My Newspaper Article; The County Times Kenya, May Edition
13 Aug 2016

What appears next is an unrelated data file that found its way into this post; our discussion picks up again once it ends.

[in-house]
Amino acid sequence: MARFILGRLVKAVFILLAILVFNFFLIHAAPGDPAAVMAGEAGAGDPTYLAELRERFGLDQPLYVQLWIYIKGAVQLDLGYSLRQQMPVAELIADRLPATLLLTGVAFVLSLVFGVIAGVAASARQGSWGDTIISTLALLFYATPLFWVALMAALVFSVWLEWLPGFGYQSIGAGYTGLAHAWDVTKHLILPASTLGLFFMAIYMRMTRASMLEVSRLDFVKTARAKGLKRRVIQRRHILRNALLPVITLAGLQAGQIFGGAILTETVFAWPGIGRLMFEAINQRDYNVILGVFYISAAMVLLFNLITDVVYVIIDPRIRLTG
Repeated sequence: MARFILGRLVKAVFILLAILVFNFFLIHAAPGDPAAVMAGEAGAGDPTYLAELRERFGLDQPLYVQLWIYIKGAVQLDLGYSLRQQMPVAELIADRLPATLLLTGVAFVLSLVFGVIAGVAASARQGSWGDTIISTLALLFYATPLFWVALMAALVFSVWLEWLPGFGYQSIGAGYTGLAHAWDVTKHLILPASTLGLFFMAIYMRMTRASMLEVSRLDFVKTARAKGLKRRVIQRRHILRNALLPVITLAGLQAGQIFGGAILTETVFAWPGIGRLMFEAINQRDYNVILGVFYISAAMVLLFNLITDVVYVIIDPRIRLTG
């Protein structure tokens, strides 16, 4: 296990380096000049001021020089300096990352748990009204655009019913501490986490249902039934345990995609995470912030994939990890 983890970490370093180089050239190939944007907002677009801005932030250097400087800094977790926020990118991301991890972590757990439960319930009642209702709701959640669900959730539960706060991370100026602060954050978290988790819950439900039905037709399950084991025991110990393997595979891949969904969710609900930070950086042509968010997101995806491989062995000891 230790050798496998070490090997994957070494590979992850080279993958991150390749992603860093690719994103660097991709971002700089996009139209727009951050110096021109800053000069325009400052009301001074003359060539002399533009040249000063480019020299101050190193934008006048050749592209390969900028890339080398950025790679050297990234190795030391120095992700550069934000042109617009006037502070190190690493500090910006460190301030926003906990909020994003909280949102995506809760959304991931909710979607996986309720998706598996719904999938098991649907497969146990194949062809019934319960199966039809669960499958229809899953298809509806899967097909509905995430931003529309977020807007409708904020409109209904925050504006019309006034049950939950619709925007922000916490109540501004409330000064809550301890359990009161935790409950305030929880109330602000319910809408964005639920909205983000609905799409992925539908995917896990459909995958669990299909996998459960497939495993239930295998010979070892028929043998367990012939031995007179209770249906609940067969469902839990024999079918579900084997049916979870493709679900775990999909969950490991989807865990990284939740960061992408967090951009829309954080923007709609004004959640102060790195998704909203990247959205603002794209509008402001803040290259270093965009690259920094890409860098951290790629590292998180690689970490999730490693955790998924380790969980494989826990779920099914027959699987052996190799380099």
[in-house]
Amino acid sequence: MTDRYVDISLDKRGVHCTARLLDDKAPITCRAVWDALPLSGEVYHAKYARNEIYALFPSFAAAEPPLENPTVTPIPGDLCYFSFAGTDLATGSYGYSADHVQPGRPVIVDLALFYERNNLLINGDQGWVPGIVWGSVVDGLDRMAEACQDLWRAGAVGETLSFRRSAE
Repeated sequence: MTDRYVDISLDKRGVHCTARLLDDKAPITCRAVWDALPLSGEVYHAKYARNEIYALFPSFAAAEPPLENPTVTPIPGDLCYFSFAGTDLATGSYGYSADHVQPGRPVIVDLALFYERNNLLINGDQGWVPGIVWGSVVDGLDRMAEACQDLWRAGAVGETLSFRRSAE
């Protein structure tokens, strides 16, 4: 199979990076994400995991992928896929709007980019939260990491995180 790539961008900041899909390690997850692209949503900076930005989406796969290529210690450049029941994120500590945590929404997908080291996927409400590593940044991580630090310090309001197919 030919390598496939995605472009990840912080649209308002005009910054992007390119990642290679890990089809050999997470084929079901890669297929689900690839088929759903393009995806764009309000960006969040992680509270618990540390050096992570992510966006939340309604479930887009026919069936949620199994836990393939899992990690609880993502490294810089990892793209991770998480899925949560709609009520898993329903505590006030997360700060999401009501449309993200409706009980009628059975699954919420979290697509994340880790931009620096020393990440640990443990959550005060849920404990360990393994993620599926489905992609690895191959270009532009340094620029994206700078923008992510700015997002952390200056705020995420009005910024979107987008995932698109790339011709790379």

Africa Day sets forth a lucky chance for Africans and the African diaspora men and women, youthful and aged, united in multitude and from all walks of life to reconnect and recommit themselves in developing a better Africa. It acknowledges the achievements that we, as Africans, have built while reflecting upon the common challenges we face and the lessons we experience in a global environment. As Africa prepares to celebrate on 25th of May, the day when African Union (AU), formerly the Organisation of African Unity (OAU) was formed in 1963, it is an important event in the shared memory to express our deep appreciation to all generations of pan-Africanists for having bequeathed an Africa we see today at the expense of intelligence, sweat and blood. At least there has not been a world war in almost seventy years but more than her counterparts, hunger, armed conflicts, poverty, terrorist attacks, xenophobia, inter-tribal and inter-religious wars etc still exist in Africa. There is hope for the level of problems in Africa to go down only if we understand the roots and source of all these, it is possible that human nature itself contributes to the version of tensions between opposites visible throughout the continent. If this is true, it is also possible that some problems can be prevented. At this very outset, the question of paramount significance is; What should we all do now to bring Africa where it is supposed to be?, and these are the basics which Mwl. Julius Nyerere and his contemporaries such as Jomo Kenyatta of Kenya pinpointed so keenly but we have so unashamedly taken no notice of. It is worth noting that in a few decades Africa will have more young people than any other continent and such a youthful population could grease its wheels for Africa to become a pole of global growth, decent jobs and economic opportunities for all. So, once we interiorly accept who we are and what role we were incarnated to play in Africa we will be able to positively impact change on our outside communities in terms of spurring Africa’s economic, social and cultural advancement. By embracing our identity, it will renew African minds to further encourage a common goal we had of fighting against and free ourselves from foreign domination and exploitation. With one sincere voice Africans must say no to raw material exports, in that way our indigenous industries and made in Africa products will be celebrated throughout the diaspora. Then, the sense of Ioyalty and belongingness to Africa should be re-awakened as countless able-bodied Africans fall into a deadly game of “Get free or die trying” to reach Europe in the promise of good life. As I write to honor this day, I think the same sense should be rekindled within Africans in the diaspora for them to consider returning back home to deal with our social, economic and political problems at home before seeking economic shelter elsewhere. In that way the people of Africa will have a full determination to claim Africa’s place at the top of the world. My latest appeal is to the new breed of African leaders who never tasted the struggle against colonialism to be mindful not to sell our heritage for foreign aid but more importantly to adhere to the ethics of good governance, democracy and leadership for African youth to see the footprints left where they have walked and not just more potholes on the road. I wish to shout to the world that Africa is the future and the future is shining.
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